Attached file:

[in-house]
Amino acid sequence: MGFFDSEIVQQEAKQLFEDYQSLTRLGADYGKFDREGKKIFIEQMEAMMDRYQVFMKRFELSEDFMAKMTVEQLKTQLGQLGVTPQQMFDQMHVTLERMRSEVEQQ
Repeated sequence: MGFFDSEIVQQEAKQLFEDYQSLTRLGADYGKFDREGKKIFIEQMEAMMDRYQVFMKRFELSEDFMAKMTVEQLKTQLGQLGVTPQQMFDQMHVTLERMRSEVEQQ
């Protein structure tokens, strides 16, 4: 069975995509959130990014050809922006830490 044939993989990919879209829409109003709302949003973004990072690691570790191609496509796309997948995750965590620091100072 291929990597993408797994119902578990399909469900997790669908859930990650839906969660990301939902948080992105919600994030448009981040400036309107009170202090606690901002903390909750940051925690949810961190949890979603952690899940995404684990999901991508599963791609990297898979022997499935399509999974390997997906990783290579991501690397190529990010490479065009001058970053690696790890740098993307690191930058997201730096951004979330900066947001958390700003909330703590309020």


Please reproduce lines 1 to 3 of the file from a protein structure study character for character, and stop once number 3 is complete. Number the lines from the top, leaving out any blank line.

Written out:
[in-house]
Amino acid sequence: MGFFDSEIVQQEAKQLFEDYQSLTRLGADYGKFDREGKKIFIEQMEAMMDRYQVFMKRFELSEDFMAKMTVEQLKTQLGQLGVTPQQMFDQMHVTLERMRSEVEQQ
Repeated sequence: MGFFDSEIVQQEAKQLFEDYQSLTRLGADYGKFDREGKKIFIEQMEAMMDRYQVFMKRFELSEDFMAKMTVEQLKTQLGQLGVTPQQMFDQMHVTLERMRSEVEQQ